Begin collecting samples mid May. Select fields that are second production year for alfalfa or first production year for red clover and grasses. Samples should be pure species because results will largely be determined by percentage of mixture, if mixed species, which is unknown and not related to any other site.
Take samples twice weekly until the forage quality falls below desired harvest quality. We recommend taking samples on Monday and Thursday so that results can be available on Tuesday and Friday.
Sample in the early morning (before 8 am). This reduces day to day variability due to differential accumulation of nonstructural carbohydrates in the leaf on sunny vs cloudy days.
Samples should be cut 2 to 3 inches above ground level and taken repeatedly within the same small area (0.5 acre or less) of field. Be sure selected plants are random – do not take the largest plants.
Collect approximately 0.5 lb (225 g) fresh weight sample by samples approximately 6 half plants. Large samples will be subsampled in the laboratory which may increase error. It is best to collect and report on two subsamples per field. Place sample in paper bag and take to forage quality testing laboratory. Sample drying during handling prior to analysis is not of concern because results will be expressed on dry matter basis.
Select a National Forage Testing Association certified laboratory to run the samples. Notify the laboratory that the sample is fresh. Request wet chemistry unless the laboratory assures you that they have a separate NIR equation for fresh samples.
Note: frequently immature alfalfa samples have high levels of pectin. Pectin remains in the ADF fraction. The effect of this is that on immature samples, ADF is sometimes much closer to NDF than the 8 to 10 point spread we usually see on samples harvested for hay or haylage.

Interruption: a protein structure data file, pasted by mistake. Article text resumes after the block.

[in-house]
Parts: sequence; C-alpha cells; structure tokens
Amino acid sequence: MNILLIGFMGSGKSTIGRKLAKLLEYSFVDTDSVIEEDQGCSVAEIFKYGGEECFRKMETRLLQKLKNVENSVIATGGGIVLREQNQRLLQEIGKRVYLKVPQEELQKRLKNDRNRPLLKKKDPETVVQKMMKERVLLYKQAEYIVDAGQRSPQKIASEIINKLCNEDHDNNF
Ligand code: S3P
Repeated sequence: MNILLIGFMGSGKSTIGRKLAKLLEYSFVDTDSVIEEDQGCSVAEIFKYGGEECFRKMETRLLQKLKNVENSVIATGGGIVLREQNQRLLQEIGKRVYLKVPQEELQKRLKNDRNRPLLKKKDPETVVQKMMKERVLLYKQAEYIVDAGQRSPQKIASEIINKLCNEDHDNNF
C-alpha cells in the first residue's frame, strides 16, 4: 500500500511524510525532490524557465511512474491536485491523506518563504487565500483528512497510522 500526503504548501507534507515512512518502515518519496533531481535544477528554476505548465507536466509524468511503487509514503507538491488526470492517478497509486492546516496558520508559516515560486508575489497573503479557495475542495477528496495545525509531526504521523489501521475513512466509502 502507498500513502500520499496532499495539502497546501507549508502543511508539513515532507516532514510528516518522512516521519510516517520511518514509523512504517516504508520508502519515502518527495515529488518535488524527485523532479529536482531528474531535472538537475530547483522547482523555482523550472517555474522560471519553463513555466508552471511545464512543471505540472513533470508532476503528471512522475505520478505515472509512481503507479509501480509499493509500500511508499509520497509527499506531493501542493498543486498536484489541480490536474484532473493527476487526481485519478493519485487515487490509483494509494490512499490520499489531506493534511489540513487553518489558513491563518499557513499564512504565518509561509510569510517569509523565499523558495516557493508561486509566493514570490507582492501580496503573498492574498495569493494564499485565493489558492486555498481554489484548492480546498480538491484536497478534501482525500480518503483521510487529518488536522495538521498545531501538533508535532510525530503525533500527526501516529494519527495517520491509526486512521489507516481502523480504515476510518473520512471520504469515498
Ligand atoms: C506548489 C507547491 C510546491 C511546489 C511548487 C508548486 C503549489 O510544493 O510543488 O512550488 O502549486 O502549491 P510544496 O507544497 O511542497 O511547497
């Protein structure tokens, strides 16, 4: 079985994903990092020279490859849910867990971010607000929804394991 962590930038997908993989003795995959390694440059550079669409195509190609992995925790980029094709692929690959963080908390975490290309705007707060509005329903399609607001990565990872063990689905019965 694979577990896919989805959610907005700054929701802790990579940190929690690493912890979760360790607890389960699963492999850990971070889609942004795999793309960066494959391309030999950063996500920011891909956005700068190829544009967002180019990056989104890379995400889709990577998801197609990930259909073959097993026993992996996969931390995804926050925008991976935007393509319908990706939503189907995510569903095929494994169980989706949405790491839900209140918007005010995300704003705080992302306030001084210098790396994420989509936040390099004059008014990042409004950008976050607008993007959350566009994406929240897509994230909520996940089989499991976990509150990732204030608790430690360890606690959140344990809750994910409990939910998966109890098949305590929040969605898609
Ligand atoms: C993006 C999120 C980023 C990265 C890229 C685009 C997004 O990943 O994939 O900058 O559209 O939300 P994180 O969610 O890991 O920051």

Recommend cutting alfalfa for dairy cows at RFV 170 to get RFV 150 (assuming 15% field quality losses during harvesting). Red clover should be harvested at approximately 180 RFV to get same animal performance as from 170 RFV alfalfa.
We recommend the following four steps when using scissors clip data to plan harvest schedules:
- Set harvesting goals. Match forage quality to animal needs. We recommend that alfalfa/grass forage quality be 150 RFV for milking dairy herds and 120 to 130 for heifers, stocker cattle, and lactating beef cattle (red clover should be about 10 points higher in RFV).
- Make adjustments for field losses. Under the best of conditions 15% (points) of the dry matter will be lost during harvesting. Therefore it is necessary to cut a field at 165 to 170 RFV to end up with harvested forage of 150 RFV.
- Make adjustment for total harvesting time. We have to begin even earlier to average 150 for all fields. For planning purposes we can use the average first cutting forage quality rate of change of 3 to 4 RFV per day. Thus, if it takes two weeks to harvest first cutting and we want to average 150 RFV, we must begin harvesting one week before RFV 170 (from #2). Seven days times 3 or 4 RFV change per day equals 21 to 28 points RFV. Harvesting for this farm should begin when the scissors clip results indicate standing forage quality is 191 to 198 (170 plus 21 or 28).
- Make adjustments for local field conditions. The scissors clip results are generally for alfalfa forage quality (though some councils are doing other forages such as small grains or clover). This means that grassy fields will reach the stated forage quality earlier than pure alfalfa. Stands on lighter soils will tend to begin growing earlier and mature faster unless conditions are droughty. South slopes will also mature earlier than north slopes. Further, if you have planted some of the newer, high quality varieties, these should reach the desired forage quality two to three days later than standard varieties.